There's a thin line between being a lenient parent and a responsible one. Here's how to walk it.

by Ginger Rue

WHEN MIKE LINDERMAN'S 17-year-old son came home past curfew one night-with a speeding ticket-Linderman and his wife didn't have to say a word; "He showed us the citation and handed over his license, saying, 'I broke the law, and I came in late. I know I won't be driving for the next two months. I'm going to bed now.'" Linderman, author of The Teen Whisperer (Harper Collins) and a licensed counselor in Trout Creek, Montana, who works with troubled teens, made sure long ago that his own kids understood the rules. "When you're clear about expectations from the get-go, you can usually avoid power struggles," he says.

Parents who adopt a no-nonsense approach to behavior and a willingness to impose penalties don't have to squelch adolescent insurrections. Their kids know the consequences of breaking the rules. "Authoritative parenting is often mistaken for being harsh, but it's not about that," says Paul Donahue, Ph.D., author of Parenting Without Fear (St. Martin's Griffin). "It's about forgoing 'cool' in favor of being in command."

Indeed, it seems like everyone wants to buddy up to teens these days. "Too many parents are afraid to make their kids mad." explains child psychiatrist and Family Circle columnist Ron Zodkevitch, M.D., author of The Toughlove Prescription (McGraw-Hill). "So they try to exert their influence by befriending them." What parents don't realize, says Dr. Zodkevitch, is that they already have the most profound influence possible and will earn more respect by being a parent first and a pal second.

While most kids aren't engaging in dangerous activities, it's your right-and responsibility-to monitor them.

Behind Closed Doors
Your son's friends come over and hang out in his room-with the door shut.

TAKE CHARGE Have a standing rule with regard to his buddies, like the door must be open at least halfway. Make your expectations known before anyone comes over. Say, "Your door has to stay partially open. If it doesn't, your friends will have to leave." Then follow through by sending his guests home if your son doesn't respect the rule. Don't embarrass him; just pull him aside and remind him of your agreement, then let him decide how to explain it to the others.

"There's really no good reason for the door to be shut," says Michele Borba, Ed.D., author of 12 Simple Secrets Real Moms Know (Jossey-Eass). "You need to be aware of what your kid is doing." While most kids aren't engaging in dangerous activities, it's your right-and responsibility-to monitor them. And they need to know you're keeping an eye out; parental presence can curtail questionable behavior. An open-door policy is especially important when friends of the opposite sex come over, adds Borba, because a teen's first sexual encounter is most likely to happen at home. Donahue also recommends leaving entertainment sources, such as computers, TVs and video games, in the family room so your teen and his friends will want to spend time there. Create a hangout space that is comfortable for the kids-and easy for you to monitor.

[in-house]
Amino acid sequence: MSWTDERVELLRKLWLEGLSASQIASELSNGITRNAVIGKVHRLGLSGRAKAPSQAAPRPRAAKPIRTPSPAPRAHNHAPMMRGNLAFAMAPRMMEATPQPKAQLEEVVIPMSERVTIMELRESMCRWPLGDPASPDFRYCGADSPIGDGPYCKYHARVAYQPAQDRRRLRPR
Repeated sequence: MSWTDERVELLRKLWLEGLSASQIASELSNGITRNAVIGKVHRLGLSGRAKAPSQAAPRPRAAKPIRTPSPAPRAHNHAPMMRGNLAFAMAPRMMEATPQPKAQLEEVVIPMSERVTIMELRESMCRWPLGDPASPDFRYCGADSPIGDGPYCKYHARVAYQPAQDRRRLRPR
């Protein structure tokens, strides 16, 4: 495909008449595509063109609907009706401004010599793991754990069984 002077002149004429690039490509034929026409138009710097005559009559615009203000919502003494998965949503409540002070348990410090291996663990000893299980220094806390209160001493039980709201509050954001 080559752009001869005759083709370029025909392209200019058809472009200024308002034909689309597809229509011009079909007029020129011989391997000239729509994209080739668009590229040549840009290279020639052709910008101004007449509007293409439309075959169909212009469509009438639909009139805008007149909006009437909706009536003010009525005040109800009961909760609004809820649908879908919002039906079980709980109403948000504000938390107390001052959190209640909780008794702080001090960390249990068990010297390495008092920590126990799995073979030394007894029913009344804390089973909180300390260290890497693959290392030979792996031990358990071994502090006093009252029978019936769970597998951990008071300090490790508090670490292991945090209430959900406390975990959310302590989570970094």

Gossip Girls
During carpool you overhear your daughter and her friends saying an other girl at school is fat.

TAKE CHARGE Say something simple but direct, such as. "Hey, cut it out. It's not nice to talk about someone behind her back," suggests Donahue.

Speaking up about inappropriate behavior, even in front of your teen's friends, will make it clear that you are not a member of their peer group but a powerful figure who can discern right from wrong. "It's up to parents to teach morals, and that means calling kids out on bad behavior," says Borba. "Especially with the increase in emotional bullying, parents need to say. 'Enough. We don't do that.'" It's also an opportunity to help your daughter develop empathy, says Linderman. When you two are alone later, ask if she would like the other girls saying mean things about her, or how the girl would feel if she knew others were criticizing her.

Foul Play
Your tween wants the video game Grand Theft Auto-and insists that all the other kids are playing it-even though it's rated "M" for mature audiences.

TAKE CHARGE Remind him that not all families share the same values. Simply state, "This is what I've decided for our family," suggests Donahue. Then use the situation to reinforce your beliefs. Dr. Zodkevitch recommends saying something like, "I'm disturbed by violence, and this game is full of extreme examples of it. We don't support this."

Let your son know that you expect him to act responsibly even when you're not around; Tell him that if you find out he's been playing the game at friends' houses, he won't be allowed to go over there anymore. "Plain and simple: You don't allow your children to do things that you think are wrong." says Dr. Zodkevitch. "You are the parent, and what you say goes."